January 30, 2023

Better Informed 4th Trimester Care Sets Families Up for Long-Term Health

The first 12 weeks after birth are a vitally important time for every mom and baby. Known as the fourth trimester, this is this transitional time when infants adjust to life outside the womb, mothers adjust from pregnancy to parenting a new baby, and major physical, mental, emotional and social changes occur.

Physical Changes

Most mothers experience a period of soreness and recovery after giving birth. To ensure that healing is on track, a physical examination is necessary for those who delivered vaginally or via C-section. This exam varies depending on each individual woman’s history and needs.

Mental Health & General Wellness

Mental health disorders before and after giving birth, like postpartum depression, are common. As many as 20 percent of women experience significant symptoms of depression or anxiety during or after their child’s birth. The good news is with the right care, new moms can prevent symptoms from worsening and can better manage their overall physical and mental health.

While a lot of attention is given to infant care in the first few weeks, Mom’s health is important, too. The early days of a baby’s life are a notoriously exhausting time for parents, but sleep is essential for humans to function. Similarly, as Mom adjusts to breastfeeding and post-pregnancy, a good diet, nutrition and physical activity are basic needs that are important parts of healing and recovering.

Reproductive Health

Navigating a changed body and sex life, contraception, and family planning while welcoming a new baby can be challenging. While it may not feel like a top priority, it’s important for new parents to communicate on how they want to initiate family planning or contraception.

Chronic Conditions

If Mom isn’t mentally and physically healthy, she can’t take care of her baby. It’s necessary to make time to monitor chronic conditions, including mental health, during the fourth trimester to ensure a healthy mom going forward. A postpartum visit is a good time for new moms to talk with their doctors about how to manage conditions like diabetes, high blood pressure, and depression or anxiety.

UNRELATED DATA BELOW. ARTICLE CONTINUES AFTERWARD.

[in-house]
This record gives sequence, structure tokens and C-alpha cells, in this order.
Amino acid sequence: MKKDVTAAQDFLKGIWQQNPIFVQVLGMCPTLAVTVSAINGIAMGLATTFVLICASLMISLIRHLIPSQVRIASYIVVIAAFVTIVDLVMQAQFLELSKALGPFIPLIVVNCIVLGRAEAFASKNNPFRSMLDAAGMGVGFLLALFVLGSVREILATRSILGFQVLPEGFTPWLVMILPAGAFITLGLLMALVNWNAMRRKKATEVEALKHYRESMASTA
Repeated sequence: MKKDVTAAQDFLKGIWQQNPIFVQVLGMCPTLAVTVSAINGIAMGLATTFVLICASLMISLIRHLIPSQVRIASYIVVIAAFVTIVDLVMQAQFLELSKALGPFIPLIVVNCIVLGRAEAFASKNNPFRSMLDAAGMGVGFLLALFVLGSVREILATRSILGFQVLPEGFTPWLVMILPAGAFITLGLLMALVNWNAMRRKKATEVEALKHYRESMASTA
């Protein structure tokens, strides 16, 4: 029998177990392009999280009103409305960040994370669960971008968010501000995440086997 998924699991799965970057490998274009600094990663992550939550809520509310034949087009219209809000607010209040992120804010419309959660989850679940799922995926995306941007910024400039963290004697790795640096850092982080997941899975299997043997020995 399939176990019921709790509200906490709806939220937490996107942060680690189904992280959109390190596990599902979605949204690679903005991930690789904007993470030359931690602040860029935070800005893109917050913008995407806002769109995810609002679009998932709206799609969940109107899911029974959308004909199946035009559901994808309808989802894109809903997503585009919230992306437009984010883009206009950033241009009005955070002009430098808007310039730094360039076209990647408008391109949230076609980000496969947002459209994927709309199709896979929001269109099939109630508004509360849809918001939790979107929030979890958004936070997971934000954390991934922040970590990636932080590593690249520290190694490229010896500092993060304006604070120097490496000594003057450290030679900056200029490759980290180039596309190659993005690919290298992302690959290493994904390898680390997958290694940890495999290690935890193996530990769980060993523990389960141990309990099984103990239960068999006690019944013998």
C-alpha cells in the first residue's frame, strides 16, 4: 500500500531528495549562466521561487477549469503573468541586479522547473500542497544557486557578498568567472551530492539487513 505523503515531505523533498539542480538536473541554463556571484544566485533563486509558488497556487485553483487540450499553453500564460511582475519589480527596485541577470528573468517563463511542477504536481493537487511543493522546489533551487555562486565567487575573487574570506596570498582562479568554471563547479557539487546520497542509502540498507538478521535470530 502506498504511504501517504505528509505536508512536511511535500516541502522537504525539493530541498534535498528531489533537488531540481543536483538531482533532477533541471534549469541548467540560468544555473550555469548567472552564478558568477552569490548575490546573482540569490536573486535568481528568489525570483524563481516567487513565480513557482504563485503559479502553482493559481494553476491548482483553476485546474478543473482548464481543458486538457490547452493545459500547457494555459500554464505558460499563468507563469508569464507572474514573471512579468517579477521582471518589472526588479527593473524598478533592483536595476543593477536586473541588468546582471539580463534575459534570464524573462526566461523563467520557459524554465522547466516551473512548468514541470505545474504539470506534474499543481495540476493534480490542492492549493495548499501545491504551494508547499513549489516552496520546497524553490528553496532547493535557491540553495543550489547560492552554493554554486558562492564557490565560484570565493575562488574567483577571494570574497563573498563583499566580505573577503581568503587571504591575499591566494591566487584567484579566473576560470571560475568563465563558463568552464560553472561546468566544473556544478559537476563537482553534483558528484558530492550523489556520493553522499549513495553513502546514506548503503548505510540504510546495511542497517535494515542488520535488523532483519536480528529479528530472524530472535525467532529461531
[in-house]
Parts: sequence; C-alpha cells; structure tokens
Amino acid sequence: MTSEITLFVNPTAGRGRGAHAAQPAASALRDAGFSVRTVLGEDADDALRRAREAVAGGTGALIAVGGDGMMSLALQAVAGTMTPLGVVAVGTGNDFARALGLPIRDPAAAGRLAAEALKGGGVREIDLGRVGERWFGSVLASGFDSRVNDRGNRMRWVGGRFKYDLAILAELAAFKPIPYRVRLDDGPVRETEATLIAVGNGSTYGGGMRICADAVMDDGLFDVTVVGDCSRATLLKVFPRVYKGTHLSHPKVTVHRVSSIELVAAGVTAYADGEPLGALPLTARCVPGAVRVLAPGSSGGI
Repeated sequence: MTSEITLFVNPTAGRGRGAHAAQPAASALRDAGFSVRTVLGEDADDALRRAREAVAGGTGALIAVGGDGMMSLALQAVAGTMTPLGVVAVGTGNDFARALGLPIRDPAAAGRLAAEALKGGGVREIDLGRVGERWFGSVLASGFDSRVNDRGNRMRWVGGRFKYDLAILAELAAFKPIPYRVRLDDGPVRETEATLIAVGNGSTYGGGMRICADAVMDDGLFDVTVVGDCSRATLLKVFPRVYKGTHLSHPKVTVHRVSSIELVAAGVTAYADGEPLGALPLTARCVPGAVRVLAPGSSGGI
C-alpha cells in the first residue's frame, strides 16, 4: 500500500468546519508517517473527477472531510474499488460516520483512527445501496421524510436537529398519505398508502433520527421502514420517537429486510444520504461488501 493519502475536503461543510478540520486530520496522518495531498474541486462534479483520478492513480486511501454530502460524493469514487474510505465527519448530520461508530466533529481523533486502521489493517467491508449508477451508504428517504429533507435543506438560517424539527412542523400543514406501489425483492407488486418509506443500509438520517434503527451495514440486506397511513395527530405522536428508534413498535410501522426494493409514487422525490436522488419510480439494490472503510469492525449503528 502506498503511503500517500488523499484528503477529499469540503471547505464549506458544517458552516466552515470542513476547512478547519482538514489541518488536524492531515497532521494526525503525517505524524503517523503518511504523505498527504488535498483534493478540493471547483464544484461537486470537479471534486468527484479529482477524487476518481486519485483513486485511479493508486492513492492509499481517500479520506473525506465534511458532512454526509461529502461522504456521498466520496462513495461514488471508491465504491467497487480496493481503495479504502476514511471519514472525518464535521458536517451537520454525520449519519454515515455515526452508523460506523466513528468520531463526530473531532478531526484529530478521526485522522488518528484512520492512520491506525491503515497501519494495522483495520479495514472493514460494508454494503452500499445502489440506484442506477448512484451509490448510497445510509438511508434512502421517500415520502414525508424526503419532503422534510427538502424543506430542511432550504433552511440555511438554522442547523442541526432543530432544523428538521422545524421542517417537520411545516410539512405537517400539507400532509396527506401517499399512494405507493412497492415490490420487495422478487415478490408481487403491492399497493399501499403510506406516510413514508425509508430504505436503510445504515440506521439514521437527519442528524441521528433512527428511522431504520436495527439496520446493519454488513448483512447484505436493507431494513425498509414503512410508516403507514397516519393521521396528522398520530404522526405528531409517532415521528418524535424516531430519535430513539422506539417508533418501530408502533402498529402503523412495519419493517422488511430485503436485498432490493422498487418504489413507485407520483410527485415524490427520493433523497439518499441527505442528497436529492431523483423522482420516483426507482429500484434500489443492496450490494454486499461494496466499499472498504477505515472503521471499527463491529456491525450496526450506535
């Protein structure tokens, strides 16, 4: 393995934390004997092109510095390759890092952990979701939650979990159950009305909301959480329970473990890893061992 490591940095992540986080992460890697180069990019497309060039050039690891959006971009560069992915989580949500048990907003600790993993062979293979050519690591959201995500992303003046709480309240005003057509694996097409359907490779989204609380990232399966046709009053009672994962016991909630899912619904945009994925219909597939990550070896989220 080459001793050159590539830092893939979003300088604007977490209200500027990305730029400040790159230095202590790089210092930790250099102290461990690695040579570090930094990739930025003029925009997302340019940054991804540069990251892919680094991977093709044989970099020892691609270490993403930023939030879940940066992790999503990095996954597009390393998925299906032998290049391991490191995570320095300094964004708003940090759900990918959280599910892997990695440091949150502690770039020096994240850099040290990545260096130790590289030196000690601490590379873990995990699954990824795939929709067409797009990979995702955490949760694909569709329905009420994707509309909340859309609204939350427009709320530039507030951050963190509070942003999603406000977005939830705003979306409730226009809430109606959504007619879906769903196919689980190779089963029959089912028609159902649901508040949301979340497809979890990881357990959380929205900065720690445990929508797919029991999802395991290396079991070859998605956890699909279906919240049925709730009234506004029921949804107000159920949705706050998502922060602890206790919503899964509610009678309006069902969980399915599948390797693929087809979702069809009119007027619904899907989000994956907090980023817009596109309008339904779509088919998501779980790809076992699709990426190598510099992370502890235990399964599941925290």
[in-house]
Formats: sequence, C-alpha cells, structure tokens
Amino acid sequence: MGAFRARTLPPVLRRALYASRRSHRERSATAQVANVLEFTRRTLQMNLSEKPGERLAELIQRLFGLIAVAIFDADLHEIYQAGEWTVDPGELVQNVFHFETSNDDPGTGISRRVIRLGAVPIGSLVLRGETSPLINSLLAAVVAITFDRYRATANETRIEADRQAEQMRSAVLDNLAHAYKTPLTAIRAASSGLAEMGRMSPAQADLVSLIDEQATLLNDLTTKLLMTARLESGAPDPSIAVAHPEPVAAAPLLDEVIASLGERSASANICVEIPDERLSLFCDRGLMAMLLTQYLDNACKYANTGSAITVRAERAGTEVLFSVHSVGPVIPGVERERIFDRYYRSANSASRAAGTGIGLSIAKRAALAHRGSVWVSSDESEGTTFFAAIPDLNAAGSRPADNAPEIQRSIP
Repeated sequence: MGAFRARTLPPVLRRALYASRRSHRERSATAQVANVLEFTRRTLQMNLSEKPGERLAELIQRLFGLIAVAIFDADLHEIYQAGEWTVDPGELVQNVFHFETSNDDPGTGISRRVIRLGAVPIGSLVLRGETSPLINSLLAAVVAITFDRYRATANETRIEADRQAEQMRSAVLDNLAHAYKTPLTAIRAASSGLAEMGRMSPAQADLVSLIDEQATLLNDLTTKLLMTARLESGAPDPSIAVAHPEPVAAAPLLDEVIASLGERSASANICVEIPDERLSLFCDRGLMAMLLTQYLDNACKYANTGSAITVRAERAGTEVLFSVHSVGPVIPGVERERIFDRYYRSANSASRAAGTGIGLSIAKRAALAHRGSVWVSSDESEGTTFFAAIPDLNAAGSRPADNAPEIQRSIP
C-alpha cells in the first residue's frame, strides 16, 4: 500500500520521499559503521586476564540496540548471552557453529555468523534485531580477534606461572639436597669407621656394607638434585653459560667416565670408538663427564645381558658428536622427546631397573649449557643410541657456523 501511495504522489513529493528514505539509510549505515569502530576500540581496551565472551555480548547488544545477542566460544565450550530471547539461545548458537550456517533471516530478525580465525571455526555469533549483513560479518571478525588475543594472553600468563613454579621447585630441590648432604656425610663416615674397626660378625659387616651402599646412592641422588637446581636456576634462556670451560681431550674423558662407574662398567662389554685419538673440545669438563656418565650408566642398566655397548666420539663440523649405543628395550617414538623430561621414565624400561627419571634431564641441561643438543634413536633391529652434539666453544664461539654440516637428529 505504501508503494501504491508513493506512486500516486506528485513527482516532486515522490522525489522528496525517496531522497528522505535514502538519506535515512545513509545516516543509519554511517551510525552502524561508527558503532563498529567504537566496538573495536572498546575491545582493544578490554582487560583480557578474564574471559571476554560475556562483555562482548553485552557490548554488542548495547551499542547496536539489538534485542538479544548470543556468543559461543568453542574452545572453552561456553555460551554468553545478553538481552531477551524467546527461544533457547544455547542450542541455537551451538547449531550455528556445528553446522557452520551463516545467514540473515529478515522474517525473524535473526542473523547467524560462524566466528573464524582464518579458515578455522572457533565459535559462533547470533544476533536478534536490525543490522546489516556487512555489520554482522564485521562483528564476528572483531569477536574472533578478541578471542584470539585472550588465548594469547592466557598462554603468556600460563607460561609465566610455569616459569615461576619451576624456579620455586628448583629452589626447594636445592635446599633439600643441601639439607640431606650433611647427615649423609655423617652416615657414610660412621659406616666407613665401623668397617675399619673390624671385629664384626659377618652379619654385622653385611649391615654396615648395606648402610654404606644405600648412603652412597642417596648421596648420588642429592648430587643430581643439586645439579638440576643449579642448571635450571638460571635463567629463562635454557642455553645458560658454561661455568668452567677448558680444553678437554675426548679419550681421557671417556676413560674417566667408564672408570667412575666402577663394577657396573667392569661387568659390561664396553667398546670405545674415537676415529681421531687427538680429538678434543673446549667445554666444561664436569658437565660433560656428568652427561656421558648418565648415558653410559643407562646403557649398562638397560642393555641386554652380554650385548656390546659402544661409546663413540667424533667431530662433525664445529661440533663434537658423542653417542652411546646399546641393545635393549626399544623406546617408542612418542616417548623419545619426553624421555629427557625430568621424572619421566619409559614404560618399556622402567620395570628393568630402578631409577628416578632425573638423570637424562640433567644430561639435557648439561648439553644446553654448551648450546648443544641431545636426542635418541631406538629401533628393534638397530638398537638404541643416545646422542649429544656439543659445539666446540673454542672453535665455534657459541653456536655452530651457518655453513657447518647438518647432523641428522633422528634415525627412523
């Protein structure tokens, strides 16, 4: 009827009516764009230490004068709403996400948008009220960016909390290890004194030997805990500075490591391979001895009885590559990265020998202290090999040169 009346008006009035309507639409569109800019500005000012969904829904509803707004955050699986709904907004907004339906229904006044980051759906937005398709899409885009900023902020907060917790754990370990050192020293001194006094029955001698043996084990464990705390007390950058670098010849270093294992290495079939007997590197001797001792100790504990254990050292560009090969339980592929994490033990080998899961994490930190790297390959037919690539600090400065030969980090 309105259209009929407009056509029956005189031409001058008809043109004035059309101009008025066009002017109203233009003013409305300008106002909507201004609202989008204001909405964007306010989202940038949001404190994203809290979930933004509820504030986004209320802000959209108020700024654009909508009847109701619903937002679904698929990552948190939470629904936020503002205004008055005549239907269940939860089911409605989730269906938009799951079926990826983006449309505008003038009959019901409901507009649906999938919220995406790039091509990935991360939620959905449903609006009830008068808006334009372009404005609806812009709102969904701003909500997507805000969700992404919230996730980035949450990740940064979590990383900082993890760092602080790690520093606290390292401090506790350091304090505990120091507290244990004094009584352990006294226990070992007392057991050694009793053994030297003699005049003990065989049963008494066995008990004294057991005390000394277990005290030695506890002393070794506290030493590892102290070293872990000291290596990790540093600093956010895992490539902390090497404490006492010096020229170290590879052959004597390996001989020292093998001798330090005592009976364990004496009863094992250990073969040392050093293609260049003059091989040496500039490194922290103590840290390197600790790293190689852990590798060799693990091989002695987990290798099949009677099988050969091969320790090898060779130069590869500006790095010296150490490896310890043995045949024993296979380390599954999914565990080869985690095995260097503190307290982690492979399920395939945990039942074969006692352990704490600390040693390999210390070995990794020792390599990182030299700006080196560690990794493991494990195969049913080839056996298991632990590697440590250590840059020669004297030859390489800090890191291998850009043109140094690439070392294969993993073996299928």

What Happens at a Postpartum Visit?

One way to manage all these changes a new mother experiences during the fourth trimester is to prioritize postpartum visits. Although the fourth trimester – and comprehensive care during that time — is so important, only about attend their postpartum follow-up visit.

A few topics a new parent may discuss during a typical postpartum visit are:

  • The birthing experience
  • Medical concerns and the mother’s physical health
  • Family Planning/Contraception
  • Feeding and care of the infant
  • The mental and emotional health of the mother
  • How mom and baby are adjusting at home
  • Information on postpartum symptoms
  • A plan for long-term health in the future

Since every mother’s medical history and needs are different, each postpartum visit should be individualized. Predictive data can greatly help with this by anticipating specific support that will be needed during the fourth trimester.

Lucina is an innovative technology with predictive data and information, the most effective way to identify at-risk women and create proper treatment plans.

Lucina uses AI-powered, maternity-specific algorithms and dynamic risk stratification technology to identify thousands of risk factors and social determinants of health. This information is then used to provide resources and conduct outreach that optimizes the health and well-being of women and creates healthier communities.

In addition to collecting data that guides the management of pregnancy care, Lucina collects key fourth trimester data to help healthcare providers to best support their patients after birth. With some plans, Lucina provides important risk assessment data 90 days post-delivery.

More informed care is not only vital for moms and babies after they’re discharged from the hospital, but it can also result in better care in subsequent pregnancies.

For more information about our predictive analytic tool and care services, contact us here. And don’t forget to follow us on LinkedIn and Twitter.